The tower is a British cultural icon recognised all over the world. It is one of the most prominent symbols of the United Kingdom and parliamentary democracy, and it is often used in the establishing shot of films set in London. The clock tower has been part of a Grade I listed building since 1970 and a UNESCO World Heritage Site since 1987.

On 21 August 2017, a four-year schedule of renovation works began on the tower, which are to include the addition of a lift. There are also plans to re-glaze and repaint the clock dials. With a few exceptions, such as New Year's Eve and Remembrance Sunday, the bells are to be silent until the work has been completed in the 2020s.

Chinese name

Chinese personal names are names used by those from mainland China, Hong Kong, Macau, Taiwan, and the Chinese diaspora overseas. Due to China's historical dominance of East Asian culture, many names used in Korea and Vietnam are adaptations of Chinese names, or have historical roots in Chinese, with appropriate adaptation to accommodate linguistic differences.

Modern Chinese names consist of a surname known as xing (姓, xìng), which comes first and is usually but not always monosyllabic, followed by a personal name called ming (名, míng), which is nearly always mono- or disyllabic. Prior to the 20th century, educated Chinese also utilized a "courtesy name" or "style name" called zi (字, zì) by which they were known among those outside their family and closest friends.

From at least the time of the Shang dynasty, the Han Chinese observed a number of naming taboos regulating who may or may not use a person's given name (without being disrespectful). In general, using the given name connoted the speaker's authority and superior position to the addressee. Peers and younger relatives were barred from speaking it. Owing to this, many historical Chinese figures—particularly emperors—used a half-dozen or more different names in different contexts and for different speakers. Those possessing names (sometimes even mere homophones) identical to the emperor's were frequently forced to change them. The normalization of personal names after the May Fourth Movement has generally eradicated aliases such as the school name and courtesy name but traces of the old taboos remain, particularly within families.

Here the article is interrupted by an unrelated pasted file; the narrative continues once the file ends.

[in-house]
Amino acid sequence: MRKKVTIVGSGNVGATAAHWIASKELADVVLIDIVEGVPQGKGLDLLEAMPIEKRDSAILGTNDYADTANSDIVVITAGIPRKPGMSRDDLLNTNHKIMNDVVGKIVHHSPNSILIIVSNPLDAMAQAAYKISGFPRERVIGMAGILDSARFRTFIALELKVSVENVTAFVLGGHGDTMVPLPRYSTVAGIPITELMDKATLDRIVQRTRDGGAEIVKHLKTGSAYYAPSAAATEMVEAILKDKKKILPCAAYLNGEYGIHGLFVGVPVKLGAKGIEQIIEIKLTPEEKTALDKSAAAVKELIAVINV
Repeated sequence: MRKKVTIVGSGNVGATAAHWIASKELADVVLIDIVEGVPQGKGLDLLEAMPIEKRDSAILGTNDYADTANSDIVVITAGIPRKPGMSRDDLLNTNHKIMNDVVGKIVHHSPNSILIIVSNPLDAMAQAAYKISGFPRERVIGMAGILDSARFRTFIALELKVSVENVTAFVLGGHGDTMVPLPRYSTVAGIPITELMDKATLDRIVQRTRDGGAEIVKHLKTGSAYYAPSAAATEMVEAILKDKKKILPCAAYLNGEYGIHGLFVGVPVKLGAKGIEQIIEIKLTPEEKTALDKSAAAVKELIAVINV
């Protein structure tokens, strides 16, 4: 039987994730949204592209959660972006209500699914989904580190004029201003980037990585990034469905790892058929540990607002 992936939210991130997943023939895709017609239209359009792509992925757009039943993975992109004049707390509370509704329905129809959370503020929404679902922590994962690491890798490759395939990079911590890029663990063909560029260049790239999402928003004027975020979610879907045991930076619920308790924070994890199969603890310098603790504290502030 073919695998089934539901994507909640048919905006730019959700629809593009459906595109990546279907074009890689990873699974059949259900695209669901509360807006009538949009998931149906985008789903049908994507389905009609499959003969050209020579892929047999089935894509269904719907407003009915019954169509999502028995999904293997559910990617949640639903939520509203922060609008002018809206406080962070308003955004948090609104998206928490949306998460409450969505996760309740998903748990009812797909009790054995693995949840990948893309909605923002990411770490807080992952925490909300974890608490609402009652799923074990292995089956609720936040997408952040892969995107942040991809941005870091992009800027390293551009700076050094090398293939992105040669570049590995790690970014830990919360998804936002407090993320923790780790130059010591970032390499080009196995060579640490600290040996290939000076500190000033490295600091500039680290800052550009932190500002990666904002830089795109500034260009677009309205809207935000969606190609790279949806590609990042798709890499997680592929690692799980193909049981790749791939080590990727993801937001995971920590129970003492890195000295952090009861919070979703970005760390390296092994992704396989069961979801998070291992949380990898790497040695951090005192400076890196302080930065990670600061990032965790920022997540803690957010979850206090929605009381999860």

Hospet

Hosapete, also known as Hospet, is a city in Ballari District in central Karnataka, India. It is located on the Tungabhadra River, 12 km from Hampi. Hampi is a World Heritage site containing the ruins of the medieval city of Vijayanagara, the former capital of the Vijayanagara Empire.

Katyayana (Buddhist)

Kātyāyana was a disciple of Gautama Buddha. In Sanskrit his name is Kātyāyana or Mahākātyāyana; in Pāli Kaccāna, Kaccāyana, or Mahākaccāna; in Japanese 迦旃延 Kasennen, and in Thai he is called Phra Maha Katchaina (Thai: พระมหากัจจายนะ; Sinhala: මහා කච්චායන මහ රහතන් වහන්සේ).

List of U.S. state and territory nicknames

The following is a table of U.S. state and territory nicknames, including officially adopted nicknames, and other traditional nicknames for individual states and territories of the United States (and the District of Columbia).

List of United States Marine Corps battalions

This is a list of current United States Marine Corps battalions, sorted by the mission they perform.

List of United States Marine Corps regiments

This is a list of United States Marine Corps regiments, sorted by status and number, with the current or most-recent type and division. Some of the inactive regiments are succeeded by active battalions.

List of national association football teams by nickname

The following is a list of nicknames of national association football teams.

List of nicknames of Presidents of the United States

This is a list of nicknames of Presidents of the United States that were in common usage at the time they were in office or shortly thereafter.

List of nicknames used by Donald Trump

United States President, businessman, and television personality Donald Trump became widely known during the 2016 United States presidential election and his subsequent presidency for using nicknames to criticize foreign leaders, media figures, and politicians. His use of nicknames has been characterized as bullying by various media outlets.Nicknames predating the campaign that Trump appropriated are indicated by footnotes.

Lists of nicknames

This is a list of nickname-related list articles on Wikipedia. A nickname is "a familiar or humorous name given to a person or thing instead of or as well as the real name." A nickname is often considered desirable, symbolising a form of acceptance, but can sometimes be a form of ridicule. A moniker also means a nickname or personal name. The word often distinguishes personal names from nicknames that became proper names out of former nicknames. English examples are Bob and Rob, nickname variants for Robert.

Mascot

A mascot is any person, animal, or object thought to bring luck, or anything used to represent a group with a common public identity, such as a school, professional sports team, society, military unit, or brand name. Mascots are also used as fictional, representative spokespeople for consumer products, such as the rabbit used in advertising and marketing for the General Mills brand of breakfast cereal, Trix.